|Publication number||US4074147 A|
|Application number||US 05/747,161|
|Publication date||Feb 14, 1978|
|Filing date||Dec 3, 1976|
|Priority date||Dec 3, 1976|
|Publication number||05747161, 747161, US 4074147 A, US 4074147A, US-A-4074147, US4074147 A, US4074147A|
|Original Assignee||Xerox Corporation|
|Export Citation||BiBTeX, EndNote, RefMan|
|Patent Citations (4), Referenced by (2), Classifications (7)|
|External Links: USPTO, USPTO Assignment, Espacenet|
This invention relates to a switching amplifier and more particularly to a switching amplifier with output pulses having fast times and fall times.
In addition to the well known home television receiver, cathode ray tube displays are being used with increasing frequency for presenting visual images of alpha-numeric information.
To develop an image on a cathode ray tube an electron beam is scanned across the face of the tube in a pattern known as a raster scan. One of the key parameters that determines the quality of the image is called resolution, and resolution is dependent on two characteristics of the display. One of these characteristics is the size of the electron beam and the other, which is not so apparent, is the switching speed of the amplifier driving the electron gun generating the beam.
The compromise between picture quality and amplifier speed is well-known. It is more customarily stated in terms of amplifier or video bandwidth as fully discussed by V. K. Zworkykim and G. A. Morton, in their work entitled "Television," 2nd ed. John Wiley, 1954, pages 171-212. For displays of computer-generated text, such as alpha-numerics or graphics, a more convenient parameter is video risetime. For a linear or non-switching amplifier, bandwidth (BW) and risetime (tR) are related by the well-known equation:
BW × tR = 0.35
for a full discussion of this equation reference is made to the work of E. M. Cherry and D. E. Hopper entitled "Amplifying Devices and Low-Pass Amplifier Design," John Wiley, 1968, page 656. In conventional television the bandwidth requirement has been a major limitation due to FCC regulations on frequency spectrum uses. In computer displays the availability and cost of high speed amplifiers has been the limiting factor.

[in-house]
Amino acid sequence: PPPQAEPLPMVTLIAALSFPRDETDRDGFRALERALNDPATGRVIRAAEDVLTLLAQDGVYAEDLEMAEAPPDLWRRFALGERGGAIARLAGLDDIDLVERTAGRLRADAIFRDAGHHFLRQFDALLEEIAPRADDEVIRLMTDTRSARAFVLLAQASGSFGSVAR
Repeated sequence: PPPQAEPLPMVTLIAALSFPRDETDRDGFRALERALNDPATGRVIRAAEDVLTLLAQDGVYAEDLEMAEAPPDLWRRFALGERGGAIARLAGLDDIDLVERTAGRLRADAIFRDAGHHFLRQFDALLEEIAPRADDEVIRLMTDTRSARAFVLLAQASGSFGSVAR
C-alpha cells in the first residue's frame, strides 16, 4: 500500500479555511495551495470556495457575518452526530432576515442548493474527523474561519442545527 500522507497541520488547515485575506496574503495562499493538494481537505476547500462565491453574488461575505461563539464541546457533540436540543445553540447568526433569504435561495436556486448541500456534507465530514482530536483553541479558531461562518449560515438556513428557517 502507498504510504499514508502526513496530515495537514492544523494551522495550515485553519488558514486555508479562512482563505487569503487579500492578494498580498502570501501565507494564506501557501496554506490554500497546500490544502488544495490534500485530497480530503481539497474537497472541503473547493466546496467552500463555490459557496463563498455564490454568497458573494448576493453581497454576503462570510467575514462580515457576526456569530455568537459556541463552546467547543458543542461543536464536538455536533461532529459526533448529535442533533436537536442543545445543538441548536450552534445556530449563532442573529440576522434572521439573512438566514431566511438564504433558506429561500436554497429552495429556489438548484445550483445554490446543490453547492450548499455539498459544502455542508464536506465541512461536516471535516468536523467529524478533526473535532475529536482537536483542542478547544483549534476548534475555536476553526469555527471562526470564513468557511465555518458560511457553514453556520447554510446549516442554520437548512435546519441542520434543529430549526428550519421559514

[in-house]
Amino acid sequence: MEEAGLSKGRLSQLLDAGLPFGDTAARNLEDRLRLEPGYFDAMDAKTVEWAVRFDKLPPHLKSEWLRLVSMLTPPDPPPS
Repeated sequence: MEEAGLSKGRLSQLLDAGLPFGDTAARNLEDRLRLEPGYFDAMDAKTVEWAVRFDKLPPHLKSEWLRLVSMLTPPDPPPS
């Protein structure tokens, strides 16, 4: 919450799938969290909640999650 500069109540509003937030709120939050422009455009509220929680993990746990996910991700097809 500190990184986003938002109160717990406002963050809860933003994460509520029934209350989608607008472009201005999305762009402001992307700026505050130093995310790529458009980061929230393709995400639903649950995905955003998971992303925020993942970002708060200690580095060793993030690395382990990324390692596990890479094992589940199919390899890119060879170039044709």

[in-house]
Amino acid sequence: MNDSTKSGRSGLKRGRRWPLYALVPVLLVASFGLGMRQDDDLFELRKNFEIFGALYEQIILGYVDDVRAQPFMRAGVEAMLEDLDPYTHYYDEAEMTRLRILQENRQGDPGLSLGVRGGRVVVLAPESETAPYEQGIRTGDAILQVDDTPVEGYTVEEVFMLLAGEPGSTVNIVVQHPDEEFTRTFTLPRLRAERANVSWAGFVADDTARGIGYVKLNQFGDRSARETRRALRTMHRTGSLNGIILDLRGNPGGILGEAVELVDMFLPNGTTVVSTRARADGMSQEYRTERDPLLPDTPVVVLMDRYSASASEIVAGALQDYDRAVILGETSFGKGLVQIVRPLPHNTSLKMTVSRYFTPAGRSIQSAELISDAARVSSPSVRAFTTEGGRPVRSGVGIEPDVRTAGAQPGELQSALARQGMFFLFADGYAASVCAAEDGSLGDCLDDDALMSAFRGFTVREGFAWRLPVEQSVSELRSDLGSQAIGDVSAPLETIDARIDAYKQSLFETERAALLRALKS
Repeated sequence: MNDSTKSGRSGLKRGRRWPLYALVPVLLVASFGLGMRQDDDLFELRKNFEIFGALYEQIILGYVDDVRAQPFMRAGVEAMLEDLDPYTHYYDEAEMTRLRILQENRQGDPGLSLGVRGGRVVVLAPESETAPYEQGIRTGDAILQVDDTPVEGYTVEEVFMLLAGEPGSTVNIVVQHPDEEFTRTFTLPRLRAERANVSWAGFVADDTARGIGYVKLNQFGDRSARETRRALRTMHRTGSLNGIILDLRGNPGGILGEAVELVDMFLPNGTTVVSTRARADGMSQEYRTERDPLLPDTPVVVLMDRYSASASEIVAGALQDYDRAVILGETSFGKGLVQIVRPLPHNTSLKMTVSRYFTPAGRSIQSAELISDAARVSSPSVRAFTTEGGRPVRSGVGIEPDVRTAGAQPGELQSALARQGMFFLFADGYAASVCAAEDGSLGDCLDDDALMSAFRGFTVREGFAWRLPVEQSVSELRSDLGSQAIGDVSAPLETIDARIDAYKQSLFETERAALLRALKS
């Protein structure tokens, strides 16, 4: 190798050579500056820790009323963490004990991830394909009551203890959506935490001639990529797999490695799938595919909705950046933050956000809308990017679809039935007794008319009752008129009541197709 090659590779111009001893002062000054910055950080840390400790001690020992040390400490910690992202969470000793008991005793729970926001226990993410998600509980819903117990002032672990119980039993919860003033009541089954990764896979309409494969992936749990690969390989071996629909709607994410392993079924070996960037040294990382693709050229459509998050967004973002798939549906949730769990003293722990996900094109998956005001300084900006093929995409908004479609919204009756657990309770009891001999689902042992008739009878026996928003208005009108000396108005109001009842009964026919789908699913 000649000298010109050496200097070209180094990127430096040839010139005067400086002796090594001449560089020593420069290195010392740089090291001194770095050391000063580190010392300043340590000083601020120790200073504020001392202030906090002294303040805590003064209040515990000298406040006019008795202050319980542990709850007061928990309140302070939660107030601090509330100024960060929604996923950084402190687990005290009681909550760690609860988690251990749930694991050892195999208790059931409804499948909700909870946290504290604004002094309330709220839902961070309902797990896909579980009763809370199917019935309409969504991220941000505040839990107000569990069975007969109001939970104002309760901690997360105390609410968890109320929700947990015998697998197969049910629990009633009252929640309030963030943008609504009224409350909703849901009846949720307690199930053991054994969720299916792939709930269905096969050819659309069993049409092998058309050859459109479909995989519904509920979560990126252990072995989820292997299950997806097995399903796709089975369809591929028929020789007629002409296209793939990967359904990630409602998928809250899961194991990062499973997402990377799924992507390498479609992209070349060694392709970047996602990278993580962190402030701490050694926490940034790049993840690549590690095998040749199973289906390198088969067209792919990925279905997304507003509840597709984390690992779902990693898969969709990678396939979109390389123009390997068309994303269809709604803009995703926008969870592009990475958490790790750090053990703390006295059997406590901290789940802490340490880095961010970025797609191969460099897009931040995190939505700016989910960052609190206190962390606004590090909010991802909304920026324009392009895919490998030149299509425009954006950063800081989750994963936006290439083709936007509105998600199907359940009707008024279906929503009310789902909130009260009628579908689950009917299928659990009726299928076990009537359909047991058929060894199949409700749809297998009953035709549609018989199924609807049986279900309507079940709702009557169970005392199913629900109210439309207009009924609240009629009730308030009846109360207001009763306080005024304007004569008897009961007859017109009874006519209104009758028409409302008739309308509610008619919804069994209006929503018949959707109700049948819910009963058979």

In accordance with the present invention, there is provided a switching amplifier generating output pulses having improved rise and fall times.
In accordance with the present invention, a switching amplifier generates output pulses wherein the rise time of one edge of the generated output pulses is controlled by clamping the amplifier output at a first level below the level of a voltage supply. The fall time of the other edge of each output pulse is controlled by a current surge impressed upon the normal current output of the amplifier.
A more complete understanding of the invention and its advantages will be apparent from the specification and claims and from the accompanying drawings illustrative of the invention.
Referring to the drawings:
FIG. 1 is a schematic of a cathode ray tube image display system incorporating the switching amplifier of the present invention;
FIG. 2 is a series of wave forms illustrating voltage and current levels generated in the switching amplifier of FIG. 1;
FIG. 3 is an alternate embodiment of a differential amplifier and differentiation circuit for like circuitry in the system of FIG. 1; and